Conservative MP apologizes for calling NDP ‘Hamas supporters,' retracts ‘unparliamentary language’

Speaker Greg Fergus had banned MP Jake Stewart from speaking in the House of Commons until he apologized for his remarks

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Conservative Miramichi-Grand Lake MP Jake Stewart has apologized and retracted the “unparliamentary” language he used in the House of Commons last week.

Speaker Greg Fergus ruled Monday on a point of order he received from a New Democrat MP who said Stewart used “hateful language throughout question period multiple times” last week, calling it “extraordinarily unparliamentary.”

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Stewart said he called New Democrat MPs “Hamas supporters,” going as far as to repeat his words into the record.

Fergus reprimanded him for it.

“We have, in the past, had members likening their colleagues to Mussolini or calling each other racists or shouting obscenities. Latitude in expressing one’s point of view will be given, but questionable language and unnecessarily provocative statements will no longer be tolerated,” Fergus said, quoting himself from an address he made last month. “Clearly, it is disruptive and disrespectful to associate other members with a terrorist organization.

“As a result, I have concluded that the words used by the member for Miramichi—Grand Lake were unparliamentary.”

Fergus then referenced a similar decision made by past Speaker Anthony Rota, stating that unparliamentary language must be withdrawn immediately, followed by a formal apology. But in the event that a member refuses to comply, the Speaker will cease to recognize them until further notice.

“In consequence, the member will not be recognized by the Chair until such time as he apologizes in writing to the Speaker,” Fergus said.

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Stewart didn’t immediately stand to respond.

Mr. Speaker, I rise on a point of order. I was not here earlier when the Speaker made his ruling. I would like to offer my apologies and withdraw the unparliamentary language I used last week.

Conservative spokesperson Sebastian Skamski said on Tuesday that Stewart had left his seat immediately after question period and wasn’t present for Fergus’s ruling.

Later, Stewart returned.

“Mr. Speaker, I rise on a point of order. I was not here earlier when the Speaker made his ruling. I would like to offer my apologies and withdraw the unparliamentary language I used last week,” Stewart said.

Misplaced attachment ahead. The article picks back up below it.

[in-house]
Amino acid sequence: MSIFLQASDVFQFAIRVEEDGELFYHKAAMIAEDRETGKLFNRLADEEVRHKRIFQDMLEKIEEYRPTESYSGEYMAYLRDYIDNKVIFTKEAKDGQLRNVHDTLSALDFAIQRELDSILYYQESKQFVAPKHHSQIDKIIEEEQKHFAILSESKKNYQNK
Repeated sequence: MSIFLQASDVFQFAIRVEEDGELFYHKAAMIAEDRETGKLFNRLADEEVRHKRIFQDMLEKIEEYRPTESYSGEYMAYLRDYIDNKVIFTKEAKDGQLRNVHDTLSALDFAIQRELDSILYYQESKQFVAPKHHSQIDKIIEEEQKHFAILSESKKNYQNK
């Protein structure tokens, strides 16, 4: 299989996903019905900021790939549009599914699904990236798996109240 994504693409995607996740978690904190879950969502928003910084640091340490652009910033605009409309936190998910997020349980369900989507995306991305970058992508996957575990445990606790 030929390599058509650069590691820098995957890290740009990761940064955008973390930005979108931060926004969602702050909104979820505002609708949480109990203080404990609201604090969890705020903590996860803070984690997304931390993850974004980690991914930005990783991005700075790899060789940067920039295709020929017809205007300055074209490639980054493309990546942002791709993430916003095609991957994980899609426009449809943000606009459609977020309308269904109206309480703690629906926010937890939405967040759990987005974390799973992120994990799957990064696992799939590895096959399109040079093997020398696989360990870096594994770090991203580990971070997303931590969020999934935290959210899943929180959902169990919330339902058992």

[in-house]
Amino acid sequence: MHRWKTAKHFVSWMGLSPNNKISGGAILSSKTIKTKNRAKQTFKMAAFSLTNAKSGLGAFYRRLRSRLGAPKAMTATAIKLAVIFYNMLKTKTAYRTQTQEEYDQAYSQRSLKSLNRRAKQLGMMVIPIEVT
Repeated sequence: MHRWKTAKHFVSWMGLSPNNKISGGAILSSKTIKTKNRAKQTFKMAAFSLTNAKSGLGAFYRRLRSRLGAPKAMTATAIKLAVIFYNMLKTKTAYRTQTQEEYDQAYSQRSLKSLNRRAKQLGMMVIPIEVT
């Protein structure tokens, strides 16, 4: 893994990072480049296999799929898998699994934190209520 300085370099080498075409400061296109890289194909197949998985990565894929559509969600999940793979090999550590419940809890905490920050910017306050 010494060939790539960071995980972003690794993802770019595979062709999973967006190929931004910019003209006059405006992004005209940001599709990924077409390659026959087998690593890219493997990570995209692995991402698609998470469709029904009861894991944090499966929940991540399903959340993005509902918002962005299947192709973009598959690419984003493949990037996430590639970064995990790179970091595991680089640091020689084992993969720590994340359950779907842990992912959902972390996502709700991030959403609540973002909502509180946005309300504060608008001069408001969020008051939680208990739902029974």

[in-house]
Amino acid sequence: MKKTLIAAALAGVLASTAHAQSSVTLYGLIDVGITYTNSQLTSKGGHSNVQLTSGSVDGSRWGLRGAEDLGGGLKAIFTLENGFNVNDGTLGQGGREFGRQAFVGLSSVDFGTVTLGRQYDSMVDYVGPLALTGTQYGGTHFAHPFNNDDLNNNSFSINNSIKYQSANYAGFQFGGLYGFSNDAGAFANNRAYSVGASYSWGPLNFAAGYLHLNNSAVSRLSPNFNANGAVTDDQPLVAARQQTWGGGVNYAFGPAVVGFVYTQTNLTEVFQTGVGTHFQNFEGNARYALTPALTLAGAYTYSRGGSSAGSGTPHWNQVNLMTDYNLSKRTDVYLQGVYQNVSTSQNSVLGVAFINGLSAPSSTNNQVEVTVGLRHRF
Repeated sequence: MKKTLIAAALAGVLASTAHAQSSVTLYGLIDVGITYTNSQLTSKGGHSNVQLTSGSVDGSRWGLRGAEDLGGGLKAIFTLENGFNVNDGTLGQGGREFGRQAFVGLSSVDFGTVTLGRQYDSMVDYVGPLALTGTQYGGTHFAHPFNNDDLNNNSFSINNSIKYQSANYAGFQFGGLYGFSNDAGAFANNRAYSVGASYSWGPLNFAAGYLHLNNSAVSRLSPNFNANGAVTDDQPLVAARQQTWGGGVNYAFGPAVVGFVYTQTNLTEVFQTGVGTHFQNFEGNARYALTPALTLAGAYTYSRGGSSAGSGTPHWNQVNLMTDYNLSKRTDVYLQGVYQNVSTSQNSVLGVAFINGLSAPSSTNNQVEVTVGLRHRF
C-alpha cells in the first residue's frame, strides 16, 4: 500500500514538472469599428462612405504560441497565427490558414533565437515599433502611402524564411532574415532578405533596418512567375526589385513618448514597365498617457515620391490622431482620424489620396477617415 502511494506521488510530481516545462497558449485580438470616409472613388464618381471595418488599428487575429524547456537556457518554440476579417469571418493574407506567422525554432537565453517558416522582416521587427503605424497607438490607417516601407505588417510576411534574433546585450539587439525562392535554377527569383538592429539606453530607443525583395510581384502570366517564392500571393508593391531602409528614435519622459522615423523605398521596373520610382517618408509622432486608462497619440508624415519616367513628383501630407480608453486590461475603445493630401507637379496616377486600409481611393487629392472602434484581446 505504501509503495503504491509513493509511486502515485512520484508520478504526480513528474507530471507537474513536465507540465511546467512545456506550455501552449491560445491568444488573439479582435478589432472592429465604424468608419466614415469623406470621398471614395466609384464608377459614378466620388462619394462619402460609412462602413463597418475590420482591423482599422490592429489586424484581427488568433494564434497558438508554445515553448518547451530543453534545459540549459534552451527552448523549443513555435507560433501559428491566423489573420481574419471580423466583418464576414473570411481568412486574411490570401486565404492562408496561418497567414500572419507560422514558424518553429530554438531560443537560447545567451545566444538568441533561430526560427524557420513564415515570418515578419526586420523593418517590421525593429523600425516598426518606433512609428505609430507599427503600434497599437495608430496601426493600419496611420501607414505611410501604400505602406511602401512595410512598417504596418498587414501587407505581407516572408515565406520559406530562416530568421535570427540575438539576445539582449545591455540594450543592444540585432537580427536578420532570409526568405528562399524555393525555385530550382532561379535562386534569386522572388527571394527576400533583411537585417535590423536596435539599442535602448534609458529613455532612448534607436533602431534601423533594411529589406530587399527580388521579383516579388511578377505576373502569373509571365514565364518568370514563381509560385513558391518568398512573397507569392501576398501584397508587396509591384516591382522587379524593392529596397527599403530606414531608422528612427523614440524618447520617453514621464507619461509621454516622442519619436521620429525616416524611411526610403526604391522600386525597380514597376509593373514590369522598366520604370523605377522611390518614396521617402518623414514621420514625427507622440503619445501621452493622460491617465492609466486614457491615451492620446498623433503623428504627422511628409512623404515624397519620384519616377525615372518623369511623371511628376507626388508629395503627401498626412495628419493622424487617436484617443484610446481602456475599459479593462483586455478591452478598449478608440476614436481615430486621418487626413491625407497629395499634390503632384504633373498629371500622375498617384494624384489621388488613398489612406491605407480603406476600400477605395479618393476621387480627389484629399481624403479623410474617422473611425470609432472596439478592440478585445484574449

He made the apology to Conservative Deputy Speaker Chris d’Entremont, after Fergus had left the Speaker’s chair.

Office of the Speaker spokesperson Mathieu Gravel confirmed on Tuesday evening to Brunswick News that Fergus has accepted the apology “and has deemed the matter to be closed.”

Stewart has not returned requests for comment.

He did appear inside the House of Commons on Tuesday, but didn’t speak.

The Miramichi-Grand Lake MP’s words last week were part of a string of heated question period debates that devolved, at times, into a shouting match.

Fergus noted that, stating “there were other words and phrases that were used that, while perhaps not strictly unparliamentary, certainly do not contribute to the level of decorum that we all desire.

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“I therefore strongly encourage members, from all sides, to choose their words judiciously and avoid provocative interventions,” he said.

While Stewart was out of his seat, Conservative Saskatchewan MP Cathay Wagantall and then former Conservative leader Andrew Scheer stood to question why Liberal MPs weren’t facing similar reprimand.

“You have now indicated that the member for Miramichi—Grand Lake has to specifically apologize in order to be recognized by the Chair going forward,” Scheer said. “In fairness, that same standard should be applied to the members of the government who today and last week were making all kinds of terrible insinuations that are on par with calling other members sympathetic to or supporters of Hamas.”

Scheer said he plans to go through the transcripts from last week and provide the Speaker with specific examples where that same standard should be applied to government ministers.

Fergus pledged to review that submission.

Conservative Alberta MP Chris Warkentin then said that on Monday during question period, Government House Leader Karina Gould accused Conservative members of being supporters of Putin’s Russia regime in the invasion of Ukraine.

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In questioning why Conservatives voted against an updated Canada-Ukraine Free Trade Agreement, Gould did ask “Is it because there is a group of Conservative members of Parliament who are pro-Russia and anti-Ukraine, and they have to cover for them?”

“I thank all members for making very important and thoughtful statements, and I will come back to the House on this matter,” Fergus said.

Several other Conservatives, including New Brunswick Southwest MP John Williamson, also weighed in, with Scheer standing again to read Gould’s words.

“I would put it to you, Mr. Speaker, that there are a tremendous amount of similarities between the parliamentary context in terms of the member for Miramichi making a blanket statement about a political party supporting Hamas and the government House leader making an allegation about a political party supporting Vladimir Putin,” he said.

Fergus said he would take that into my consideration.

“I will come back to the House,” he said.

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